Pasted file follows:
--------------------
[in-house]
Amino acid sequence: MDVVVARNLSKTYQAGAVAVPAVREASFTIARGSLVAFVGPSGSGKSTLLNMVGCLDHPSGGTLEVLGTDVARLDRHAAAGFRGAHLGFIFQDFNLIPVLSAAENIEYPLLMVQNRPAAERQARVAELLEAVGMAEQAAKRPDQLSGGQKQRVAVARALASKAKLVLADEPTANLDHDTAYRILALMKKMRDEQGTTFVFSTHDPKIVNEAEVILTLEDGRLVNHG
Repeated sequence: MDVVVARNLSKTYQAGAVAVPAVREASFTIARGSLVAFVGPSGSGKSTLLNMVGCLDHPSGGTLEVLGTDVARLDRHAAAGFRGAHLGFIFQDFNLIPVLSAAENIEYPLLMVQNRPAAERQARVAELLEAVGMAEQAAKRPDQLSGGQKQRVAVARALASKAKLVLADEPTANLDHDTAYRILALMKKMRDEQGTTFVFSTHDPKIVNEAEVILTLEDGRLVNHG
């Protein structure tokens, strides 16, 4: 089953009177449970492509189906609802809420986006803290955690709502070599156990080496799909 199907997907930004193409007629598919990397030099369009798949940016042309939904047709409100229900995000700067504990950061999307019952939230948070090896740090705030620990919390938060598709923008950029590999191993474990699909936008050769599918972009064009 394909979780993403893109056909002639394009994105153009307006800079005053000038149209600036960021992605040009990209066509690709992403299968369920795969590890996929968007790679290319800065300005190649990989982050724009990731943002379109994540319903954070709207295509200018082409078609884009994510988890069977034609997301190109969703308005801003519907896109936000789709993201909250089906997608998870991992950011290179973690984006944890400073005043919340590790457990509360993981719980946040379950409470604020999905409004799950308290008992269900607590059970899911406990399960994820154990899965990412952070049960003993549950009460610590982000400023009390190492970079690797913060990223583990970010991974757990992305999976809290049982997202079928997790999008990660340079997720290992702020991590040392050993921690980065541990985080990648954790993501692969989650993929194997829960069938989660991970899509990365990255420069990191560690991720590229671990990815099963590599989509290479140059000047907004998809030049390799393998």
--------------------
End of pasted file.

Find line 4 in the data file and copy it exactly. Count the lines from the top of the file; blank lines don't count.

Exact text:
């Protein structure tokens, strides 16, 4: 089953009177449970492509189906609802809420986006803290955690709502070599156990080496799909 199907997907930004193409007629598919990397030099369009798949940016042309939904047709409100229900995000700067504990950061999307019952939230948070090896740090705030620990919390938060598709923008950029590999191993474990699909936008050769599918972009064009 394909979780993403893109056909002639394009994105153009307006800079005053000038149209600036960021992605040009990209066509690709992403299968369920795969590890996929968007790679290319800065300005190649990989982050724009990731943002379109994540319903954070709207295509200018082409078609884009994510988890069977034609997301190109969703308005801003519907896109936000789709993201909250089906997608998870991992950011290179973690984006944890400073005043919340590790457990509360993981719980946040379950409470604020999905409004799950308290008992269900607590059970899911406990399960994820154990899965990412952070049960003993549950009460610590982000400023009390190492970079690797913060990223583990970010991974757990992305999976809290049982997202079928997790999008990660340079997720290992702020991590040392050993921690980065541990985080990648954790993501692969989650993929194997829960069938989660991970899509990365990255420069990191560690991720590229671990990815099963590599989509290479140059000047907004998809030049390799393998």